The Problem with the Financial Industry

Have you ever heard the idea, “the percentage of stocks you should own = 110 – your age?  This would mean that if you are 60 and entering retirement, you should have 60% in stocks.  Ideas like this make financial planning much easier but does this make sense for you?  The general idea seems to make sense, arguing that you should take less risk the older you get.

Formulas like this are a result the financial industry needing to onboard new advisors and the need for them to produce quickly, rather than mature with time.  The odds of a new advisor surviving for 5 years at most firms is low, about 5%.  The minimums to become a financial advisor are also shockingly low.  For securities licensed advisors, there is no educational requirement and they must pass an exam with a minimum score of a C-.  In the case of insurance advisors, there is a 32 hours educational requirement, but only a D- minimum exam score.  There are some great advisors out there, but just because someone is licensed, doesn’t bestow wisdom.  Because most newly minted advisors have limited expertise, the financial industry creates simple formulas for them to follow.  Unfortunately, this leads to basic cookie-cutter solutions.

An example of a cookie-cutter solution is the percentage of stock determined by your age.  It makes about as much sense as buying shoes based on your height.  However, these cookie-cutter solutions are far more pervasive.  Most risk scoring uses a simple set of questions to direct the advisor into basic formula-driven asset allocations.  If you score a 5, then you get 80% stocks and 20% bonds.  The problem with these formulas is that they can expose clients to high levels of risk at exactly the wrong time.  According to a Prudential study, they determined that statistically, the most dangerous period to a portfolio intended to provide income is 5 years before retirement and 5 years after retirement.  They coined the term “Retirement Red Zone”.  This means that according to some cookie-cutter solutions, some are taking a massive risk with their retirement longevity at exactly the wrong time.  Being lucky is not the same thing as good retirement planning.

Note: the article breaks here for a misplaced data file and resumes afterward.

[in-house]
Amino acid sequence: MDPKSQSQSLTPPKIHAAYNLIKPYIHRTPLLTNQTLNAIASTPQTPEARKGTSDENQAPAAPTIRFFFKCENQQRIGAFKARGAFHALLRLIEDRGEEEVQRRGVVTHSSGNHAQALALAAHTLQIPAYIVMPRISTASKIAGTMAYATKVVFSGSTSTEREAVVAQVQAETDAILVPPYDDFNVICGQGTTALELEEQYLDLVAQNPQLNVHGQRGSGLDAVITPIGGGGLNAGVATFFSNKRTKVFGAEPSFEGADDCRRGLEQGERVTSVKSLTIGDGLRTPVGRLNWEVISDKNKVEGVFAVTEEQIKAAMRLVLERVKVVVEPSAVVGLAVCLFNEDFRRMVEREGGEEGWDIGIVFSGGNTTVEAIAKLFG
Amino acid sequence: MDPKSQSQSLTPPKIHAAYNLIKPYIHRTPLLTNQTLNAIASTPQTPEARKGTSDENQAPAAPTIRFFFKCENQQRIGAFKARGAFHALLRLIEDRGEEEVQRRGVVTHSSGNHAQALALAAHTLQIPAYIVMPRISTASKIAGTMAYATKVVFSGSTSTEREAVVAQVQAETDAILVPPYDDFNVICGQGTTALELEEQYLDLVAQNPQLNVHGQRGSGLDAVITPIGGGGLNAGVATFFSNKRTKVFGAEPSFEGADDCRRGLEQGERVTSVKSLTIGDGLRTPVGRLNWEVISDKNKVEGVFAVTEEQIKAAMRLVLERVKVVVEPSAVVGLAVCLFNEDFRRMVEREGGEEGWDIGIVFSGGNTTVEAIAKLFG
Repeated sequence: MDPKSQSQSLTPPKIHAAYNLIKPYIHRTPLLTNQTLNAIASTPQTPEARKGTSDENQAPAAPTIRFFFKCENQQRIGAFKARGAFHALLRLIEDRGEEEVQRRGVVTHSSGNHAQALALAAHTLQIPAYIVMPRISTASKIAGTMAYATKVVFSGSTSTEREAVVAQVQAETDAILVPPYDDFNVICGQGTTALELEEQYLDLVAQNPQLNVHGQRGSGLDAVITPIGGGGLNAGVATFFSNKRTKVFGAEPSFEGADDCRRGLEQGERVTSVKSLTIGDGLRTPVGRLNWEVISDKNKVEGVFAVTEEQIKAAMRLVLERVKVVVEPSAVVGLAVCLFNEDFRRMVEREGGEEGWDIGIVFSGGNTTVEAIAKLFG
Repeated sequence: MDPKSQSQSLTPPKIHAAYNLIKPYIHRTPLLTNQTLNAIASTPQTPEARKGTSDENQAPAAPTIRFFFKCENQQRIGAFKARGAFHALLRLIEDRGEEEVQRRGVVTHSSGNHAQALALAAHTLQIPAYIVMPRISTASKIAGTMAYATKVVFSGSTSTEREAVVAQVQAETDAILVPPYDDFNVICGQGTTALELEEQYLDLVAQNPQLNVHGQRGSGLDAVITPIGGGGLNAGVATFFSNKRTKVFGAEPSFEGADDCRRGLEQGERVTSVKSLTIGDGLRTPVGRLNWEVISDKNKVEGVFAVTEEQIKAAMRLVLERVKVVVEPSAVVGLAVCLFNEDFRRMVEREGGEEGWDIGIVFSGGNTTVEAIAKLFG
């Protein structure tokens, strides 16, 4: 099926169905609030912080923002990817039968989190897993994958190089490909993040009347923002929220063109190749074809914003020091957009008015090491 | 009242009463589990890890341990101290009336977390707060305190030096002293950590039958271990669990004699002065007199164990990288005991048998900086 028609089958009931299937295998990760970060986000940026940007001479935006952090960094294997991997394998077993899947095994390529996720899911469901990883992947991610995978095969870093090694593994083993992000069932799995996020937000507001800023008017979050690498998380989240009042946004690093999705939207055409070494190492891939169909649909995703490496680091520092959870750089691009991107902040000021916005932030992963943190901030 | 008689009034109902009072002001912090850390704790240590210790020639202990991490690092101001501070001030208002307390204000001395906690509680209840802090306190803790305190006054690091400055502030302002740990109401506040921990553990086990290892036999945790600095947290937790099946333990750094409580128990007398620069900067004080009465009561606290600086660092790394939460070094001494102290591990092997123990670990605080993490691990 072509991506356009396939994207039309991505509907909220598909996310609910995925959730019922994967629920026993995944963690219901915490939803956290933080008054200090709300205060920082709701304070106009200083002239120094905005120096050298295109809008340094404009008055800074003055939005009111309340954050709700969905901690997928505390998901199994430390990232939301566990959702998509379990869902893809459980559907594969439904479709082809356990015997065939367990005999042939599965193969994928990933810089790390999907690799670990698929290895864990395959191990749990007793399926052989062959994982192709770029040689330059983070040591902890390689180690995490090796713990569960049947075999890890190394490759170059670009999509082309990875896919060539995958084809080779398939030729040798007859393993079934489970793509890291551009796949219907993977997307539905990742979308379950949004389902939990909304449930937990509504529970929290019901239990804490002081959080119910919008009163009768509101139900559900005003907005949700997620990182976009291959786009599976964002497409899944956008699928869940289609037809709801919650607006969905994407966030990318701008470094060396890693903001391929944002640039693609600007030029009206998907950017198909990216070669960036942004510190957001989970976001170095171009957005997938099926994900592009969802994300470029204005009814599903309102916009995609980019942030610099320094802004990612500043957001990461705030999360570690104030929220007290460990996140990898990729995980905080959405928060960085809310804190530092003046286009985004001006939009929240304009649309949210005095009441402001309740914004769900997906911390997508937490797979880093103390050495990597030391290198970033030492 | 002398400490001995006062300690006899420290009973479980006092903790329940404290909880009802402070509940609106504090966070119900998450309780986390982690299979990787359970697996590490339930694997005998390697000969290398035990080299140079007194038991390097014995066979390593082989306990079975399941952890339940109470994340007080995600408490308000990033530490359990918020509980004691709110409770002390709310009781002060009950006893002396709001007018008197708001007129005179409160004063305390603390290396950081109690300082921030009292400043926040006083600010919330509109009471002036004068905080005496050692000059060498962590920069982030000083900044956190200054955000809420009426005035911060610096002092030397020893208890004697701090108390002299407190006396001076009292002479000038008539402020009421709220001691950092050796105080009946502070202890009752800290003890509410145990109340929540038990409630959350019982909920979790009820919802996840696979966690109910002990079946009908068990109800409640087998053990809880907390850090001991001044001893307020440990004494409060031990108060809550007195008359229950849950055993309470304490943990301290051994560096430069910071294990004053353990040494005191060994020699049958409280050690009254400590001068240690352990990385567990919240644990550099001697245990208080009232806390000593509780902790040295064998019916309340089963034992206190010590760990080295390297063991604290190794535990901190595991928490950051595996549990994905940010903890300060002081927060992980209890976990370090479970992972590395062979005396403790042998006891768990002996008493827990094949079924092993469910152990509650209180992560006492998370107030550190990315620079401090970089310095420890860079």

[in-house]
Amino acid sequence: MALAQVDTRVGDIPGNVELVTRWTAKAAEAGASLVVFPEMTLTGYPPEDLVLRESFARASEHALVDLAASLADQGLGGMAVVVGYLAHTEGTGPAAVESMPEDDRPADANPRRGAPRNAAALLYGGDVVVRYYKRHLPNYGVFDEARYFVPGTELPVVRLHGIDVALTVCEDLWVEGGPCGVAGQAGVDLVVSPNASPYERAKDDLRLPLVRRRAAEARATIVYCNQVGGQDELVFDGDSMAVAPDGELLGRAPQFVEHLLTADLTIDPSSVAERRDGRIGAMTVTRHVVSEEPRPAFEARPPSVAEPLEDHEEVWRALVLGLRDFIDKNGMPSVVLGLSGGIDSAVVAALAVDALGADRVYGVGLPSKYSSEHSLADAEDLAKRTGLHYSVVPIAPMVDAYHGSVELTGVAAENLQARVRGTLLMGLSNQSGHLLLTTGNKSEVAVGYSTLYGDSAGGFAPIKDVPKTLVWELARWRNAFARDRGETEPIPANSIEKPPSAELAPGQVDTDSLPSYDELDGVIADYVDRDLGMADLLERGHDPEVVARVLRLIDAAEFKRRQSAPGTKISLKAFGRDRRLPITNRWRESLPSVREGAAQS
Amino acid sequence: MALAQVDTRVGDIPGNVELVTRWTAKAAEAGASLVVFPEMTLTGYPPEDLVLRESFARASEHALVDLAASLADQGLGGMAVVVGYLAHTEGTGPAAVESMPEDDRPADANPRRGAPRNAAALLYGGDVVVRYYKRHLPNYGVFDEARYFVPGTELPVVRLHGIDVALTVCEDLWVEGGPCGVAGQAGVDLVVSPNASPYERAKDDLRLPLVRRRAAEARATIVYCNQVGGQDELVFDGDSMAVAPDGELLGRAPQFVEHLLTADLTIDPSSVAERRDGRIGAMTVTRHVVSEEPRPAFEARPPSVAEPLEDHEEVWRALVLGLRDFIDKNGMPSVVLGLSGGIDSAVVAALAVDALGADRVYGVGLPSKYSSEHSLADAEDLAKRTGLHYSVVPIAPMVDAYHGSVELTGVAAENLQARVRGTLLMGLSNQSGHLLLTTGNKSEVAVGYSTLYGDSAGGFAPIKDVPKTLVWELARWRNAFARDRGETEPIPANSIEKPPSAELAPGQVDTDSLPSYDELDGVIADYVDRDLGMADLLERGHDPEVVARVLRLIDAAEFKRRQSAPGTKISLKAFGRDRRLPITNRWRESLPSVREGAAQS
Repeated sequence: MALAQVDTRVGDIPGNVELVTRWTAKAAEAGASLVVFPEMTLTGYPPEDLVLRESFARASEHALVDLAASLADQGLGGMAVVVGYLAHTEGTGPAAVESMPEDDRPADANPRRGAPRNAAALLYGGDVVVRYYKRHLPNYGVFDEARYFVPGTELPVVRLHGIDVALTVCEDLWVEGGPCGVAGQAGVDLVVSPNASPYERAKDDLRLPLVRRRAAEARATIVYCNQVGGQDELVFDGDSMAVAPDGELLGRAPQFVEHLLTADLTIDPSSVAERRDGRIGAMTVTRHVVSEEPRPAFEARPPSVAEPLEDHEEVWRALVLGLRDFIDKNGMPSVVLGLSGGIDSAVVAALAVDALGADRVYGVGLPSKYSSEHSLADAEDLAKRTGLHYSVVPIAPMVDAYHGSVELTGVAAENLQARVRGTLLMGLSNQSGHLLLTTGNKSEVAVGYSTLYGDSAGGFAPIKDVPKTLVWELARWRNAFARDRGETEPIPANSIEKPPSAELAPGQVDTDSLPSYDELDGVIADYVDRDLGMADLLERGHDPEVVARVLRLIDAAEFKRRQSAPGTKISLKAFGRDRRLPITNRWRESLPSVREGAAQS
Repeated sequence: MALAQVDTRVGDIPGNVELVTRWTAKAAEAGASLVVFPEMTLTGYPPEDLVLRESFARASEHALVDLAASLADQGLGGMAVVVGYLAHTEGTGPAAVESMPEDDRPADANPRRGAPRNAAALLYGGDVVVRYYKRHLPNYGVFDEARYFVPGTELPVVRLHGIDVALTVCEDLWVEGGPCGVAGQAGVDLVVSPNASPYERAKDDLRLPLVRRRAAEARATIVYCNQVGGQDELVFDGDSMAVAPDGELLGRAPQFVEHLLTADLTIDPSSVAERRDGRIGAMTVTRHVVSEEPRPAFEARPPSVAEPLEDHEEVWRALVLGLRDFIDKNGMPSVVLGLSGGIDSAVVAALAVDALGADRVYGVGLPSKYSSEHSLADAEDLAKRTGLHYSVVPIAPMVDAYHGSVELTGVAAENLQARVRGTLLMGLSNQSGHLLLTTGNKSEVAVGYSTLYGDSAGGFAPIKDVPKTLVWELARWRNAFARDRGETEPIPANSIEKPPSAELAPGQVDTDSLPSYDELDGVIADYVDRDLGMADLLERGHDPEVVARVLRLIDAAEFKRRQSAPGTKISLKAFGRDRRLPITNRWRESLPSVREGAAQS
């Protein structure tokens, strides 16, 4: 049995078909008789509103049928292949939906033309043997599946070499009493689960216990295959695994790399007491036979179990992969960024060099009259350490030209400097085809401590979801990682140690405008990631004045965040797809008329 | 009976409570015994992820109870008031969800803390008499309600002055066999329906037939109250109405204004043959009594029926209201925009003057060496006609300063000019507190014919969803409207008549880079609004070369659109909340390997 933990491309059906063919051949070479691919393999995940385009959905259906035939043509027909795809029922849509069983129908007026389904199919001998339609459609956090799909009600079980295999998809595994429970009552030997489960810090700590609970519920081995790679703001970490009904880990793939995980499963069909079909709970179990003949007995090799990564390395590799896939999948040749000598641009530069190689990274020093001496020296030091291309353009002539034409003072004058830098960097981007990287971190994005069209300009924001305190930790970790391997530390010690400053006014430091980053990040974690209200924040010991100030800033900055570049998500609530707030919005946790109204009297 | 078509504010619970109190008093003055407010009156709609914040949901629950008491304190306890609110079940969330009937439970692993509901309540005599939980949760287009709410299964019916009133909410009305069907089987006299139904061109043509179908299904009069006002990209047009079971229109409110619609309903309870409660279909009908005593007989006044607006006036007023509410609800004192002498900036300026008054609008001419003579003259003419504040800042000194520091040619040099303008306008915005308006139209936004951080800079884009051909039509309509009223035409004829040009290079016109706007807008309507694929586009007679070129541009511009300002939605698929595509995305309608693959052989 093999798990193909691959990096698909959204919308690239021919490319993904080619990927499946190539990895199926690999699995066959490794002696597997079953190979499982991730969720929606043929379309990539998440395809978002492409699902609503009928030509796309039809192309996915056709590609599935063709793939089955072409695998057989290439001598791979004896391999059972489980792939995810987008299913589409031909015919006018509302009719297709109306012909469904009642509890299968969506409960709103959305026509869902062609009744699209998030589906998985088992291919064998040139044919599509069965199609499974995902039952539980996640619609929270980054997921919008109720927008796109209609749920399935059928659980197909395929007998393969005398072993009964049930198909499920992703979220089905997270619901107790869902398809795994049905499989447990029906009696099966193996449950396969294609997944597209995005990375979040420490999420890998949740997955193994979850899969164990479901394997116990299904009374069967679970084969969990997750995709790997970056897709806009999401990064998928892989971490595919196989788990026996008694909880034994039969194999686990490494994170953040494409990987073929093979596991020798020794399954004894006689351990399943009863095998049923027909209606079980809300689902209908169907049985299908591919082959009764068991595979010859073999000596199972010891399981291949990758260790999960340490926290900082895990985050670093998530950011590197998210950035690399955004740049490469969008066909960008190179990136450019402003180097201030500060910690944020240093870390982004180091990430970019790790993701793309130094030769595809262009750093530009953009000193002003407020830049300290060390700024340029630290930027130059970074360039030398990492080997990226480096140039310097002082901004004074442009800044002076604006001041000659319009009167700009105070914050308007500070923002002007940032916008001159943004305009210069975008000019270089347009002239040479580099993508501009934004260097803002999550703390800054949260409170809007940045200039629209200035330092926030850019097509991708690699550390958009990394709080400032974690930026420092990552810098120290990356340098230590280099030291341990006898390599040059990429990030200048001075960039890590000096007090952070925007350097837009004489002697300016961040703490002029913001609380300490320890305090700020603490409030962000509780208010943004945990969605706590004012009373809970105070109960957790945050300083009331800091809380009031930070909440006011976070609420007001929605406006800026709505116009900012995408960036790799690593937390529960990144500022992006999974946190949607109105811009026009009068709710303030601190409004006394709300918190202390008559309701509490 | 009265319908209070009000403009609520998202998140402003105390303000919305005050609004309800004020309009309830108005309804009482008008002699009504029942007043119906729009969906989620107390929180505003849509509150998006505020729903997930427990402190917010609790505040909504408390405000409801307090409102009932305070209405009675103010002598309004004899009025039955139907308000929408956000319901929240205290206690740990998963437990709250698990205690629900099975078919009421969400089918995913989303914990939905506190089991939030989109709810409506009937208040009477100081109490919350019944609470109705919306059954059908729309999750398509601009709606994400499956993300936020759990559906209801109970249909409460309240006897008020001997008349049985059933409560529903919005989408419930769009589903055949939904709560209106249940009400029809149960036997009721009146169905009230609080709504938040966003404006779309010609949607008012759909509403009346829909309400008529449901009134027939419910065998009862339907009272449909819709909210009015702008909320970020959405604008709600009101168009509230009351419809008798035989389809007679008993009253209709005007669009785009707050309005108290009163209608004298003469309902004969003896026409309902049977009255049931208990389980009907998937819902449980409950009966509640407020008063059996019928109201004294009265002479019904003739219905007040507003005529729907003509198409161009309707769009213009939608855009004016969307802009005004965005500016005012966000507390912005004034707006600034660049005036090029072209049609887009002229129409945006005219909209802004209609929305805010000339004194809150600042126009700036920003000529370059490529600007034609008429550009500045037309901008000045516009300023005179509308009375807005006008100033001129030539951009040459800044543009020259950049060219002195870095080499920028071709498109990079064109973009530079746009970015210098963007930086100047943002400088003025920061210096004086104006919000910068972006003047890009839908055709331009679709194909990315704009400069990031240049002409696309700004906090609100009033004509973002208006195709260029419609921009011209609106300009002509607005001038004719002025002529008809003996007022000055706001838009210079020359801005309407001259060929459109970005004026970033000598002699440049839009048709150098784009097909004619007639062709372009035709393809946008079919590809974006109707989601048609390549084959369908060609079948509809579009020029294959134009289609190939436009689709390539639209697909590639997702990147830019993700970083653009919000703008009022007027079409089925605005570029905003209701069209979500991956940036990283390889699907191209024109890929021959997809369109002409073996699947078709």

Why don’t most advisors talk about this “sequence of return” risk?  The simple answer is that they don’t have an answer to the problem, other than just reducing stocks, which reduces returns, and that creates other problems to the plan.  At Eagle West Group, we see the problem as most advisors only having a single layer to their portfolios to offer.  A layer of traditionally static allocation is fine, but we believe clients are better served with additional layers of strategies that can get reasonable returns while at the same time dampening volatility (risk).  Specifically, we like additional layers of structured income and momentum models that can adjust risk depending on the market environment.  Our risk testing allows us to compare alternative solutions to see if we are improving the client’s long term chances of success.  Just because a person is comfortable with a level of risk doesn’t mean the risk is appropriate.  You also need to do a financial plan to determine how much risk a person’s plan goals can tolerate.

If you would like to know more about our approach or our 3-dimensional asset care solution, register for our next webinar at www.eaglewestgroup.com/events or call our office at 877-834-1850.

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Advisory services offered through EWG Elevate, Inc. dba Eagle West Group.

This represents a partial list of clients. They have not been compensated and were not selected based on duration, performance, account size.